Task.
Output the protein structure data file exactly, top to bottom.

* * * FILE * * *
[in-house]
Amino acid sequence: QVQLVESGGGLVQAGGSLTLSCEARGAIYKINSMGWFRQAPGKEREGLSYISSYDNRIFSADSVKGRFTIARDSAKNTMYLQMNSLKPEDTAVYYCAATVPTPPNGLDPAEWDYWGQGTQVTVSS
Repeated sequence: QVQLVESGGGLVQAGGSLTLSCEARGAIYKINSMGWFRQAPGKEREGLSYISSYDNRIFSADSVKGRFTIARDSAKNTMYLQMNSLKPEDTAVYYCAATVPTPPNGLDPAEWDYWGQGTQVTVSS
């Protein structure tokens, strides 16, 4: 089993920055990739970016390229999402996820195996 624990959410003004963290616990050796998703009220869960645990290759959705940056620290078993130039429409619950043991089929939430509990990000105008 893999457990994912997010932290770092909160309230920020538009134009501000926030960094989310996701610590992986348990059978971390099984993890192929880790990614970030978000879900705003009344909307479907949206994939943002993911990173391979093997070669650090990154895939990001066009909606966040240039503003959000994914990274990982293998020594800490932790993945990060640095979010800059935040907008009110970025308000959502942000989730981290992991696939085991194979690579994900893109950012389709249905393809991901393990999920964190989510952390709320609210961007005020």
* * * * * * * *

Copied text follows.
[in-house]
Amino acid sequence: QVQLVESGGGLVQAGGSLTLSCEARGAIYKINSMGWFRQAPGKEREGLSYISSYDNRIFSADSVKGRFTIARDSAKNTMYLQMNSLKPEDTAVYYCAATVPTPPNGLDPAEWDYWGQGTQVTVSS
Repeated sequence: QVQLVESGGGLVQAGGSLTLSCEARGAIYKINSMGWFRQAPGKEREGLSYISSYDNRIFSADSVKGRFTIARDSAKNTMYLQMNSLKPEDTAVYYCAATVPTPPNGLDPAEWDYWGQGTQVTVSS
């Protein structure tokens, strides 16, 4: 089993920055990739970016390229999402996820195996 624990959410003004963290616990050796998703009220869960645990290759959705940056620290078993130039429409619950043991089929939430509990990000105008 893999457990994912997010932290770092909160309230920020538009134009501000926030960094989310996701610590992986348990059978971390099984993890192929880790990614970030978000879900705003009344909307479907949206994939943002993911990173391979093997070669650090990154895939990001066009909606966040240039503003959000994914990274990982293998020594800490932790993945990060640095979010800059935040907008009110970025308000959502942000989730981290992991696939085991194979690579994900893109950012389709249905393809991901393990999920964190989510952390709320609210961007005020």